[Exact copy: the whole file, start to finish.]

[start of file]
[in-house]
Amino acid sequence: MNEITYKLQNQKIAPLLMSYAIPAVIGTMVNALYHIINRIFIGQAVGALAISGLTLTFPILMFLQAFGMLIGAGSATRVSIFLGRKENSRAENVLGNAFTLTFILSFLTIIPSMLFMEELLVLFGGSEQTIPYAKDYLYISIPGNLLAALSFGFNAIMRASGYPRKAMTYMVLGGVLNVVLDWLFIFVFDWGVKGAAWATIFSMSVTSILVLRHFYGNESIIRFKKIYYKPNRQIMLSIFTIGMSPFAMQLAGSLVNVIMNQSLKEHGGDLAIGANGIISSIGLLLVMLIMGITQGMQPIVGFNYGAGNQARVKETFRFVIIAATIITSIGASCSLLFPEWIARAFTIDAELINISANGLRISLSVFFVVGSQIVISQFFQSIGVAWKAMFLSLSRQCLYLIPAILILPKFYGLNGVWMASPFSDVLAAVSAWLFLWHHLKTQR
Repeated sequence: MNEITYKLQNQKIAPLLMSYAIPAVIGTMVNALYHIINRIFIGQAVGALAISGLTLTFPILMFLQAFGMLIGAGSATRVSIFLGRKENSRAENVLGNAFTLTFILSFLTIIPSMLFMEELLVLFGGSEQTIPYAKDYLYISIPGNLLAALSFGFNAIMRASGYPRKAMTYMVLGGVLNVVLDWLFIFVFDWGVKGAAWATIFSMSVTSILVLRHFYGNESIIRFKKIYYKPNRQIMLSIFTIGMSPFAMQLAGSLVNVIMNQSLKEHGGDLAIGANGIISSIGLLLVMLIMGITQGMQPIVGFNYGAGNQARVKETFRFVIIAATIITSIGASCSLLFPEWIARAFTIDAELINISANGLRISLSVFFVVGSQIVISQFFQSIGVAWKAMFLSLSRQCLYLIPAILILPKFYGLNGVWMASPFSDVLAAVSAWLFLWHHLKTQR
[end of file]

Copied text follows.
[in-house]
Amino acid sequence: MNEITYKLQNQKIAPLLMSYAIPAVIGTMVNALYHIINRIFIGQAVGALAISGLTLTFPILMFLQAFGMLIGAGSATRVSIFLGRKENSRAENVLGNAFTLTFILSFLTIIPSMLFMEELLVLFGGSEQTIPYAKDYLYISIPGNLLAALSFGFNAIMRASGYPRKAMTYMVLGGVLNVVLDWLFIFVFDWGVKGAAWATIFSMSVTSILVLRHFYGNESIIRFKKIYYKPNRQIMLSIFTIGMSPFAMQLAGSLVNVIMNQSLKEHGGDLAIGANGIISSIGLLLVMLIMGITQGMQPIVGFNYGAGNQARVKETFRFVIIAATIITSIGASCSLLFPEWIARAFTIDAELINISANGLRISLSVFFVVGSQIVISQFFQSIGVAWKAMFLSLSRQCLYLIPAILILPKFYGLNGVWMASPFSDVLAAVSAWLFLWHHLKTQR
Repeated sequence: MNEITYKLQNQKIAPLLMSYAIPAVIGTMVNALYHIINRIFIGQAVGALAISGLTLTFPILMFLQAFGMLIGAGSATRVSIFLGRKENSRAENVLGNAFTLTFILSFLTIIPSMLFMEELLVLFGGSEQTIPYAKDYLYISIPGNLLAALSFGFNAIMRASGYPRKAMTYMVLGGVLNVVLDWLFIFVFDWGVKGAAWATIFSMSVTSILVLRHFYGNESIIRFKKIYYKPNRQIMLSIFTIGMSPFAMQLAGSLVNVIMNQSLKEHGGDLAIGANGIISSIGLLLVMLIMGITQGMQPIVGFNYGAGNQARVKETFRFVIIAATIITSIGASCSLLFPEWIARAFTIDAELINISANGLRISLSVFFVVGSQIVISQFFQSIGVAWKAMFLSLSRQCLYLIPAILILPKFYGLNGVWMASPFSDVLAAVSAWLFLWHHLKTQR